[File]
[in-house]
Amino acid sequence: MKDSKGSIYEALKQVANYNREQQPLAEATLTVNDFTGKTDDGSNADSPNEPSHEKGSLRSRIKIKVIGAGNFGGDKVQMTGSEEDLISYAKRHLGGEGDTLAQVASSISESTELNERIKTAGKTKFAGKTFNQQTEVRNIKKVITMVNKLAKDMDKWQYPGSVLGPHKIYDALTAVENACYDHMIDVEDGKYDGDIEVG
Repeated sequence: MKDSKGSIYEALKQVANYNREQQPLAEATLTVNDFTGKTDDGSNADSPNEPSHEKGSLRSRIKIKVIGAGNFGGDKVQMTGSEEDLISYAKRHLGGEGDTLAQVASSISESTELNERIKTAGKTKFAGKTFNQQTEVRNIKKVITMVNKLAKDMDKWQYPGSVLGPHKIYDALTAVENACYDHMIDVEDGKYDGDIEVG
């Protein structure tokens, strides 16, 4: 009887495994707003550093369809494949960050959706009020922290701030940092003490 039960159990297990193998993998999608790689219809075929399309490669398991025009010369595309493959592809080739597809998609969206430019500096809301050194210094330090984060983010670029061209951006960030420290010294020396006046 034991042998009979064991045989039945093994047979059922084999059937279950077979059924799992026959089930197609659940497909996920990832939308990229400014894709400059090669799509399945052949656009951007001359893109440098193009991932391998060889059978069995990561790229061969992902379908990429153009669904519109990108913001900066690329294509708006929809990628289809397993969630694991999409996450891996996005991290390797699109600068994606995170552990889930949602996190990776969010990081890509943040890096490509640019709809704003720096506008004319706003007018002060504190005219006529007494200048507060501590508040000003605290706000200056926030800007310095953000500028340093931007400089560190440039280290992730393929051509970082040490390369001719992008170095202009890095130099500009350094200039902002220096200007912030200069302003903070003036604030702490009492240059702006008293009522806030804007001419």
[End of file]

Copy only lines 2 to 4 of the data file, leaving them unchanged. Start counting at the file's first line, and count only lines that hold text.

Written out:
Amino acid sequence: MKDSKGSIYEALKQVANYNREQQPLAEATLTVNDFTGKTDDGSNADSPNEPSHEKGSLRSRIKIKVIGAGNFGGDKVQMTGSEEDLISYAKRHLGGEGDTLAQVASSISESTELNERIKTAGKTKFAGKTFNQQTEVRNIKKVITMVNKLAKDMDKWQYPGSVLGPHKIYDALTAVENACYDHMIDVEDGKYDGDIEVG
Repeated sequence: MKDSKGSIYEALKQVANYNREQQPLAEATLTVNDFTGKTDDGSNADSPNEPSHEKGSLRSRIKIKVIGAGNFGGDKVQMTGSEEDLISYAKRHLGGEGDTLAQVASSISESTELNERIKTAGKTKFAGKTFNQQTEVRNIKKVITMVNKLAKDMDKWQYPGSVLGPHKIYDALTAVENACYDHMIDVEDGKYDGDIEVG
């Protein structure tokens, strides 16, 4: 009887495994707003550093369809494949960050959706009020922290701030940092003490 039960159990297990193998993998999608790689219809075929399309490669398991025009010369595309493959592809080739597809998609969206430019500096809301050194210094330090984060983010670029061209951006960030420290010294020396006046 034991042998009979064991045989039945093994047979059922084999059937279950077979059924799992026959089930197609659940497909996920990832939308990229400014894709400059090669799509399945052949656009951007001359893109440098193009991932391998060889059978069995990561790229061969992902379908990429153009669904519109990108913001900066690329294509708006929809990628289809397993969630694991999409996450891996996005991290390797699109600068994606995170552990889930949602996190990776969010990081890509943040890096490509640019709809704003720096506008004319706003007018002060504190005219006529007494200048507060501590508040000003605290706000200056926030800007310095953000500028340093931007400089560190440039280290992730393929051509970082040490390369001719992008170095202009890095130099500009350094200039902002220096200007912030200069302003903070003036604030702490009492240059702006008293009522806030804007001419």